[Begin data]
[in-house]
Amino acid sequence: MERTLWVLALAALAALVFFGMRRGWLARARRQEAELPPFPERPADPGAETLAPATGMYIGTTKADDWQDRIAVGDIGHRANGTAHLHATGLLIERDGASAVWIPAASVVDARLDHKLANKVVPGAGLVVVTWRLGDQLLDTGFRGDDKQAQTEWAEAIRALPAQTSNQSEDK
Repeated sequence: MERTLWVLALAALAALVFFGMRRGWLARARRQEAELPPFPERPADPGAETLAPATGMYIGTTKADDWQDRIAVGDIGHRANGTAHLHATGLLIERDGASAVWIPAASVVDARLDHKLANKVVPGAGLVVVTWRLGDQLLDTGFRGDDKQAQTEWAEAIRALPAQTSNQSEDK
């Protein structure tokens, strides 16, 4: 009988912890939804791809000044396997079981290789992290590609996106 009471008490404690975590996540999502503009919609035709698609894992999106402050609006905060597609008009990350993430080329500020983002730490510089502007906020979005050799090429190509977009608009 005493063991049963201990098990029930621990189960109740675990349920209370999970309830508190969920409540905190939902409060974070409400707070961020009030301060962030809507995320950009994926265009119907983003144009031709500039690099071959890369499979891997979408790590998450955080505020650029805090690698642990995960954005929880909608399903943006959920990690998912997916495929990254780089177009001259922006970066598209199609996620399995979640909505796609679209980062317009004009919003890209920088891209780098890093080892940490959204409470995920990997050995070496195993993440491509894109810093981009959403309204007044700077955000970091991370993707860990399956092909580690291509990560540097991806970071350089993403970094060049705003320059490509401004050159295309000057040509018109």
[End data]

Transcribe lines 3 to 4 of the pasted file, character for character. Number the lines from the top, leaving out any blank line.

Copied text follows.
Repeated sequence: MERTLWVLALAALAALVFFGMRRGWLARARRQEAELPPFPERPADPGAETLAPATGMYIGTTKADDWQDRIAVGDIGHRANGTAHLHATGLLIERDGASAVWIPAASVVDARLDHKLANKVVPGAGLVVVTWRLGDQLLDTGFRGDDKQAQTEWAEAIRALPAQTSNQSEDK
């Protein structure tokens, strides 16, 4: 009988912890939804791809000044396997079981290789992290590609996106 009471008490404690975590996540999502503009919609035709698609894992999106402050609006905060597609008009990350993430080329500020983002730490510089502007906020979005050799090429190509977009608009 005493063991049963201990098990029930621990189960109740675990349920209370999970309830508190969920409540905190939902409060974070409400707070961020009030301060962030809507995320950009994926265009119907983003144009031709500039690099071959890369499979891997979408790590998450955080505020650029805090690698642990995960954005929880909608399903943006959920990690998912997916495929990254780089177009001259922006970066598209199609996620399995979640909505796609679209980062317009004009919003890209920088891209780098890093080892940490959204409470995920990997050995070496195993993440491509894109810093981009959403309204007044700077955000970091991370993707860990399956092909580690291509990560540097991806970071350089993403970094060049705003320059490509401004050159295309000057040509018109």